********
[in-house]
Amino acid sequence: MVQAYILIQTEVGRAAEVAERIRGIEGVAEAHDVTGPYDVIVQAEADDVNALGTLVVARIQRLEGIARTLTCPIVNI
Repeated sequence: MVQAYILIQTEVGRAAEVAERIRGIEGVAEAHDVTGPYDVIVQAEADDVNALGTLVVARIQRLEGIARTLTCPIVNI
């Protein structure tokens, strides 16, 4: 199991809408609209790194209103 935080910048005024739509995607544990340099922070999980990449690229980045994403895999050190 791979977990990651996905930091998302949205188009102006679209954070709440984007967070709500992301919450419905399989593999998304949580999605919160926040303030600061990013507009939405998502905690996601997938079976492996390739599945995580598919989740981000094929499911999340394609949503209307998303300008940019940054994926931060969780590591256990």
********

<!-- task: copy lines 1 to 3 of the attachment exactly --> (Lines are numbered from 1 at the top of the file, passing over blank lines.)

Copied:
[in-house]
Amino acid sequence: MVQAYILIQTEVGRAAEVAERIRGIEGVAEAHDVTGPYDVIVQAEADDVNALGTLVVARIQRLEGIARTLTCPIVNI
Repeated sequence: MVQAYILIQTEVGRAAEVAERIRGIEGVAEAHDVTGPYDVIVQAEADDVNALGTLVVARIQRLEGIARTLTCPIVNI